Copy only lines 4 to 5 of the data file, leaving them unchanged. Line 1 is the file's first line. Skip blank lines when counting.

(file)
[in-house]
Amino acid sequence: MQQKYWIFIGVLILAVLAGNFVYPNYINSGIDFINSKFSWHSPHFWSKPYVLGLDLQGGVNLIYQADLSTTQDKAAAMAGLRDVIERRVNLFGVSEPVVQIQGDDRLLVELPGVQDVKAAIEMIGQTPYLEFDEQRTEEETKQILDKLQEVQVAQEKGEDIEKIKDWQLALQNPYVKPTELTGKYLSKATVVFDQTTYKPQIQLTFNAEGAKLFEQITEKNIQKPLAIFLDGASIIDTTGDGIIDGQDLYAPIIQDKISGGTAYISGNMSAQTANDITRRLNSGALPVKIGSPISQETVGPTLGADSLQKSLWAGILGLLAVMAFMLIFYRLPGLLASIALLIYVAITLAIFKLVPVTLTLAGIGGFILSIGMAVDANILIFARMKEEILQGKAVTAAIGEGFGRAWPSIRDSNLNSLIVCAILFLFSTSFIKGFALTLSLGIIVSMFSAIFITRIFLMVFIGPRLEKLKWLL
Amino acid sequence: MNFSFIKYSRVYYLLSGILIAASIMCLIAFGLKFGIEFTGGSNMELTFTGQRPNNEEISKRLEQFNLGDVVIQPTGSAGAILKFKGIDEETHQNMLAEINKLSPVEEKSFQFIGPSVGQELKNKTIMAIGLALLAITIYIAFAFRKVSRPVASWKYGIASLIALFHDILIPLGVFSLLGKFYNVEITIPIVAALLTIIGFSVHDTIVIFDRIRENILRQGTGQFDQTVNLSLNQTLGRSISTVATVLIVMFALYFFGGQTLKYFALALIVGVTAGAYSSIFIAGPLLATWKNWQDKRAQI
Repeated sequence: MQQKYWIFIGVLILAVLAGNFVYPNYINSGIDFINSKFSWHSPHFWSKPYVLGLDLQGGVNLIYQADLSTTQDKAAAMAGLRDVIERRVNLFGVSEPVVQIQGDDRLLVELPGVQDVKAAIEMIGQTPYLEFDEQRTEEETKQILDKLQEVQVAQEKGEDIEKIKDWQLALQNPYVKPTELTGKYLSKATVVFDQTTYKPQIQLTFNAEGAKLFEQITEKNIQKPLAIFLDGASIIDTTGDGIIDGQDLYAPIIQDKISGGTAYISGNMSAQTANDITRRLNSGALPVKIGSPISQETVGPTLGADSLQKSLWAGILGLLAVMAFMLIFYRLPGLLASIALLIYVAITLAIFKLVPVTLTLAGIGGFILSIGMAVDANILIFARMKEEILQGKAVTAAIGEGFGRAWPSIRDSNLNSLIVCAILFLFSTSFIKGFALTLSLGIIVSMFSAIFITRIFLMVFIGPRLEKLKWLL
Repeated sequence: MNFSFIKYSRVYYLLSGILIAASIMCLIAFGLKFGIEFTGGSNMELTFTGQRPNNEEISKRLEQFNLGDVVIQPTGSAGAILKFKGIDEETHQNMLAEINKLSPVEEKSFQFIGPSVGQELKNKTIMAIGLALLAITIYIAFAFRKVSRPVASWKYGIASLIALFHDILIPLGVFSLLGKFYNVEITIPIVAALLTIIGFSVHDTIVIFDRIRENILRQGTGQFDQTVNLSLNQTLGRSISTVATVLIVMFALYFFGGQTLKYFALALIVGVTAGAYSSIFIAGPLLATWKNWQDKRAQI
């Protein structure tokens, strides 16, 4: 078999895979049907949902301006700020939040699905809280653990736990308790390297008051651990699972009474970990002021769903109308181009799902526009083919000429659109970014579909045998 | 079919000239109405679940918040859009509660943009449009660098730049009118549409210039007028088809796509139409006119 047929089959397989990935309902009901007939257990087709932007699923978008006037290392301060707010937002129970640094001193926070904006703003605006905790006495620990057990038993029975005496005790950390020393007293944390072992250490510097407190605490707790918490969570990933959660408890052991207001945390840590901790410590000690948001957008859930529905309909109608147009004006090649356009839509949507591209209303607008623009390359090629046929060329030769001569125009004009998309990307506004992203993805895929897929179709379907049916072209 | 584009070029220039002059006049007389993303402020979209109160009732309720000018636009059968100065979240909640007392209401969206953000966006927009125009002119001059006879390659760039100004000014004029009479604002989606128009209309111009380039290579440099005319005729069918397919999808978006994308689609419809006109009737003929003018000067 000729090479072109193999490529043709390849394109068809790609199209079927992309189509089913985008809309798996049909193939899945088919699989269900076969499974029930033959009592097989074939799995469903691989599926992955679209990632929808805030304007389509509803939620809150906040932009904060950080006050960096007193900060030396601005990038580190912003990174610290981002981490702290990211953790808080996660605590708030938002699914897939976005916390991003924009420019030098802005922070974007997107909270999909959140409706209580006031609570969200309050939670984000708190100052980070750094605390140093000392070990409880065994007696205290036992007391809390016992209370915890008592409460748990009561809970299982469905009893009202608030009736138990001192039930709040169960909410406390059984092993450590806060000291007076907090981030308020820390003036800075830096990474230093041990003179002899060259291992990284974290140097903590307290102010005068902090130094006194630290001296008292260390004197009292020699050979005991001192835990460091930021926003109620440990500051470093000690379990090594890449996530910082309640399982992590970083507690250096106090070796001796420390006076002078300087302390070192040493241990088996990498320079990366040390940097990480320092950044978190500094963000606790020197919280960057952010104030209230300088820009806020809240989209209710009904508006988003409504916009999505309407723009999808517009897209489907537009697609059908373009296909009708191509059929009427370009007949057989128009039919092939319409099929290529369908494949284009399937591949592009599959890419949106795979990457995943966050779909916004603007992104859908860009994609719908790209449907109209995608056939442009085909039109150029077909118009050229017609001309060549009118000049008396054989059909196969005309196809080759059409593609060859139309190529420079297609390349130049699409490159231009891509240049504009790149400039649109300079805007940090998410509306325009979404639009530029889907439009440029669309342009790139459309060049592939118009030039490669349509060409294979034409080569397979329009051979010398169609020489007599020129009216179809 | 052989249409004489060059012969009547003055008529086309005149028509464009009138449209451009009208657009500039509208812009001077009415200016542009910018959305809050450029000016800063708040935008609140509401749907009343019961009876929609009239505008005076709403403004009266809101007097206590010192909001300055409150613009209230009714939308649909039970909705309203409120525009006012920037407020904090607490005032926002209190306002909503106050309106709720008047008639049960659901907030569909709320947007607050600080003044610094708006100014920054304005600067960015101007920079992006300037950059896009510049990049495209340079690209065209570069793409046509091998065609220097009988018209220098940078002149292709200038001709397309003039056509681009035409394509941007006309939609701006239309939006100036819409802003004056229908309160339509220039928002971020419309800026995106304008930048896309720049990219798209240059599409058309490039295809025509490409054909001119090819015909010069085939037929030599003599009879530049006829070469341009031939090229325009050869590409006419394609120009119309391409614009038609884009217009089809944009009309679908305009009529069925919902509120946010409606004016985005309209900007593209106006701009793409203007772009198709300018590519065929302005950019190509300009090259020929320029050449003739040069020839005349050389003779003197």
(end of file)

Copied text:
Repeated sequence: MQQKYWIFIGVLILAVLAGNFVYPNYINSGIDFINSKFSWHSPHFWSKPYVLGLDLQGGVNLIYQADLSTTQDKAAAMAGLRDVIERRVNLFGVSEPVVQIQGDDRLLVELPGVQDVKAAIEMIGQTPYLEFDEQRTEEETKQILDKLQEVQVAQEKGEDIEKIKDWQLALQNPYVKPTELTGKYLSKATVVFDQTTYKPQIQLTFNAEGAKLFEQITEKNIQKPLAIFLDGASIIDTTGDGIIDGQDLYAPIIQDKISGGTAYISGNMSAQTANDITRRLNSGALPVKIGSPISQETVGPTLGADSLQKSLWAGILGLLAVMAFMLIFYRLPGLLASIALLIYVAITLAIFKLVPVTLTLAGIGGFILSIGMAVDANILIFARMKEEILQGKAVTAAIGEGFGRAWPSIRDSNLNSLIVCAILFLFSTSFIKGFALTLSLGIIVSMFSAIFITRIFLMVFIGPRLEKLKWLL
Repeated sequence: MNFSFIKYSRVYYLLSGILIAASIMCLIAFGLKFGIEFTGGSNMELTFTGQRPNNEEISKRLEQFNLGDVVIQPTGSAGAILKFKGIDEETHQNMLAEINKLSPVEEKSFQFIGPSVGQELKNKTIMAIGLALLAITIYIAFAFRKVSRPVASWKYGIASLIALFHDILIPLGVFSLLGKFYNVEITIPIVAALLTIIGFSVHDTIVIFDRIRENILRQGTGQFDQTVNLSLNQTLGRSISTVATVLIVMFALYFFGGQTLKYFALALIVGVTAGAYSSIFIAGPLLATWKNWQDKRAQI